This Photographer Shoots 70-Foot Waves on His Surfboard
Derek Dunfee, a surfer and photographer, has never seen anyone else doing it.
Photo by Derek Dunfee
Derek Dunfee floats in the water. A wave the size of a three-story building comes barreling toward him. He doesn't freak out, or try to make it over the wall. Instead, he paddles toward it. He has two possible outcomes. One, he makes a near vertical drop down the face of the wave and flies through the water at speeds of 40 to 45 miles per hour. Or, two, he loses his balance, tumbles over the falls, and smashes down those three stories, as if he's on a spin cycle in a washing machine. Dunfee does this again and again. In 2009, during the height of his career, the professional surferpaddled into the biggest wave in the world on record.
These days, Dunfee doesn't just surf these big waves. He also photographs them. While most people who shoot the ocean do it from the water with swim fins, Dunfee shoots from his surfboard. His unique approach allows him to get as close as possible to the monster-sized waves without putting himself at risk of getting sucked in.
VICE spoke with Dunfee about life as an adrenaline junkie and waterman.
VICE: How did you get into surfing in the first place?
Derek Dunfee: I grew up in La Jolla, California, and I've surfed my whole life. Surfing is just engrained in the culture there. I used to surf competitively, and I was invited to some of the biggest big wave surf competitions in the world. In 2013, I got a concussion surfing big waves, and I was dizzy and nauseous for three months. Because of that injury, I started focusing my energy more on photographing out there instead.
How dangerous is big wave surfing? Was your concussion a freak accident?
It’s incredibly dangerous. In addition to that one big concussion in 2013, I’ve had one to two others since then. One time in Fiji, I broke my leg and had to get airlifted back to Los Angeles. I've witnessed people drown out there before. It’s traumatic. Things like that make you take a step back and be more cautious.
But you still surf those big waves, even today. What keeps you coming back?
The adrenaline rush. It's addictive.
During a wipeout, how long can you be trapped underwater for?
Really bad hold-downs can trap you underwater for 30 seconds to a minute and a half. But the technology for big wave surfing has improved significantly—pretty much every surfer has a self-inflating life jacket that, so long as you don’t get knocked out, you can pull to inflate when you wipe out.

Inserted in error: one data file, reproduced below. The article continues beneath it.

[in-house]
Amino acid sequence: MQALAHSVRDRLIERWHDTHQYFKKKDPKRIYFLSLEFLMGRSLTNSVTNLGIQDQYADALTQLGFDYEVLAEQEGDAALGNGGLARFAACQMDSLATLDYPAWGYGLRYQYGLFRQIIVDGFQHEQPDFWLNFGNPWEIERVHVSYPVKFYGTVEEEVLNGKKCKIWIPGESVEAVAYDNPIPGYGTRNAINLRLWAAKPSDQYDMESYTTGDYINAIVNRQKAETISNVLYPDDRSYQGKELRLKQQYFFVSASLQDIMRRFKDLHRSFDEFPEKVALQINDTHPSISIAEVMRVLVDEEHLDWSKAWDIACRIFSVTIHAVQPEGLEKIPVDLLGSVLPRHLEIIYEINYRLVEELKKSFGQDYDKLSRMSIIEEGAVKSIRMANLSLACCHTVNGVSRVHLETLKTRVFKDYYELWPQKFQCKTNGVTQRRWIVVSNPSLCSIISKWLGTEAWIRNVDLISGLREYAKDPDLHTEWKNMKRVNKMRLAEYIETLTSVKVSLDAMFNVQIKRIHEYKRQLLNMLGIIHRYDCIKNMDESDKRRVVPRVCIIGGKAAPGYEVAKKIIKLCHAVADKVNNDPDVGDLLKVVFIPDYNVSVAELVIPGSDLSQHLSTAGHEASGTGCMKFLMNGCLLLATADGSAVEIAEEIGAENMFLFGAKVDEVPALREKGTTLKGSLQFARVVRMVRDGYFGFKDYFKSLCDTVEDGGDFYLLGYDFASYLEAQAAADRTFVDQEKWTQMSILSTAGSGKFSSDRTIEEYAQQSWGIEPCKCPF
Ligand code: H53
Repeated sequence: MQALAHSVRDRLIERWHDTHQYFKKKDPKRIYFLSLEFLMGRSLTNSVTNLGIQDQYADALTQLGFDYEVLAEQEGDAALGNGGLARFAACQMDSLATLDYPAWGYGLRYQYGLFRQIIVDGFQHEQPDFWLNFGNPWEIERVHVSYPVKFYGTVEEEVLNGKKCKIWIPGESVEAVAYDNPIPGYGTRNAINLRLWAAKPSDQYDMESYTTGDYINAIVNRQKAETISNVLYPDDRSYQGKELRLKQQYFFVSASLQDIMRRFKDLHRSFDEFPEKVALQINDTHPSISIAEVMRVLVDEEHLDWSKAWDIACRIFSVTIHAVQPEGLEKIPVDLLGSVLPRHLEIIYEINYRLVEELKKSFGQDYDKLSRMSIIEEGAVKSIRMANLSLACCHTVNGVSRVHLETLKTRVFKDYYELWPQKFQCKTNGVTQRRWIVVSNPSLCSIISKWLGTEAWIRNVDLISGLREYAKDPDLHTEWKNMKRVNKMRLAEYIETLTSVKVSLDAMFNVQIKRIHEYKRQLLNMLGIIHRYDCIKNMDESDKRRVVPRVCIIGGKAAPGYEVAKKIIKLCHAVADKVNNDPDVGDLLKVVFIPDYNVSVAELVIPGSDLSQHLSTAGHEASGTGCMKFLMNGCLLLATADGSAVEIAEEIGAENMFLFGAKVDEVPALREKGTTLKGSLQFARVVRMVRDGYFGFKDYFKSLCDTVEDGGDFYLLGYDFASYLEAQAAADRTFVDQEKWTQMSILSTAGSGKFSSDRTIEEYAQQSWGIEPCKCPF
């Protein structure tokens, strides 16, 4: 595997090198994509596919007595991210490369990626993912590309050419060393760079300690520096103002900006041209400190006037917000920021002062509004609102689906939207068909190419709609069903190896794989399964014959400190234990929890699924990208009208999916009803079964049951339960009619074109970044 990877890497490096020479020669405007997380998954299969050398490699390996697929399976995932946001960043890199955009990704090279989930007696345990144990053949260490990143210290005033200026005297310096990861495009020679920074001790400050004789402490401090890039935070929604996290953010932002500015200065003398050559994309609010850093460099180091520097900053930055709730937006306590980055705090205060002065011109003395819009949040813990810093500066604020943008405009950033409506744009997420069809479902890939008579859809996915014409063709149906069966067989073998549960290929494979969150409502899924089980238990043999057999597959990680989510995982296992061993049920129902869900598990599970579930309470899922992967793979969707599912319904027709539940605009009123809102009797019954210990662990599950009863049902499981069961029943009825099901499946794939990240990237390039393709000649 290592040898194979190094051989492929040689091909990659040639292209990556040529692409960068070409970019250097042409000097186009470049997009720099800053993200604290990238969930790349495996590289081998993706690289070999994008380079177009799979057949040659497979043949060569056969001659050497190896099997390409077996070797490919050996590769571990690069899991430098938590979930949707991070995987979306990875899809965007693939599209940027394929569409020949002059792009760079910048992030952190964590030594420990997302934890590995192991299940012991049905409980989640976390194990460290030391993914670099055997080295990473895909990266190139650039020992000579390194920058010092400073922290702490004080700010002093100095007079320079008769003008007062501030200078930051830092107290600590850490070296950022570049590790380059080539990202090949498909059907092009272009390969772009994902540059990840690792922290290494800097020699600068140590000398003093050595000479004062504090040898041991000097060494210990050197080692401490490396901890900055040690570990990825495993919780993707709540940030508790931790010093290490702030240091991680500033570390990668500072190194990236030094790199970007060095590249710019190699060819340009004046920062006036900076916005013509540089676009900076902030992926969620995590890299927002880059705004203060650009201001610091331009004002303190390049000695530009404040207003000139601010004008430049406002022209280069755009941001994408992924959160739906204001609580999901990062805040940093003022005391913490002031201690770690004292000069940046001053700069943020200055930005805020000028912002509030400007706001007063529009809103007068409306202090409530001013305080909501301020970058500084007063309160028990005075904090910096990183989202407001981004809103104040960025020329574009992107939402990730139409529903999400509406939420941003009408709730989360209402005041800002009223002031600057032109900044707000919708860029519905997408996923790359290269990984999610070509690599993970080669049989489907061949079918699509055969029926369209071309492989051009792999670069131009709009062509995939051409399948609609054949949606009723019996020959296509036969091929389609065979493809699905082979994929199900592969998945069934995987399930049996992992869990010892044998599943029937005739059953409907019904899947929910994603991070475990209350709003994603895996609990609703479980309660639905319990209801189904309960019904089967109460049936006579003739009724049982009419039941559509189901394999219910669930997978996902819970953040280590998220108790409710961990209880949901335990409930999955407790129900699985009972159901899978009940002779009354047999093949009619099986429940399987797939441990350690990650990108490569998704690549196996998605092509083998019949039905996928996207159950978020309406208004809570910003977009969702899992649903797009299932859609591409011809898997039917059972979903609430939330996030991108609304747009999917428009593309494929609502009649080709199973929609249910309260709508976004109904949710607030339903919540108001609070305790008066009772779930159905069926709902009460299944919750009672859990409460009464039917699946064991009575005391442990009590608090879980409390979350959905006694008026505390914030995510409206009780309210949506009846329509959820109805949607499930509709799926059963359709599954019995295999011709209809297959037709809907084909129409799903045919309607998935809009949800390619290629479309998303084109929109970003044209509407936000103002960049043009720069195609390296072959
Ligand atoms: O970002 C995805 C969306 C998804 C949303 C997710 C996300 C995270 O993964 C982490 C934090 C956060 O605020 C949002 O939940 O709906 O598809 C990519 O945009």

Most professional big wave surfers will also pay $500 to $1,000 per big wave swell for a personal water safety team to watch them from a jet ski and rescue them if they wipe out.
What is the biggest wave you've witnessed?
I was shooting at Mavericks in Half Moon Bay, California, this past winter, and it had to be over 70 feet. I'm consistently seeing waves that range between 50 to 70 feet, especially in the winter when the swells are most powerful.
As someone who takes part in but also photographs the action, how do you balance shooting and surfing? How do you decide which approach to take when the swell is good?
I surf every day no matter what, even when it's bad out. So when there are good days, I have no problem shooting since I'm always surfing anyways. My passion for photography is just as great as my passion for surfing. I just love being in the water.
Tell me about your photographic process when you're in the water.
Even though I'm in the water when I shoot, I'm not swimming with fins. At these big wave spots, because the ocean is churning up so much water, the riptides are really strong. If you’re swimming and shooting at Mavericks, you're going to get swept down the reef and have to get rescued in a couple minutes. When I’m shooting from my board, I'm mobile. Since I've surfed the spot, I know exactly where to sit on that wave so that I'm safe but up close with the action. I'm trying to give that surfer's point of view.
Do you know anyone else who shoots from their board?
I've never seen it, but I'm sure there are other people who have figured out the benefits of it.
To see more of Derek Dunfee's work, click here.
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This article originally appeared on VICE US.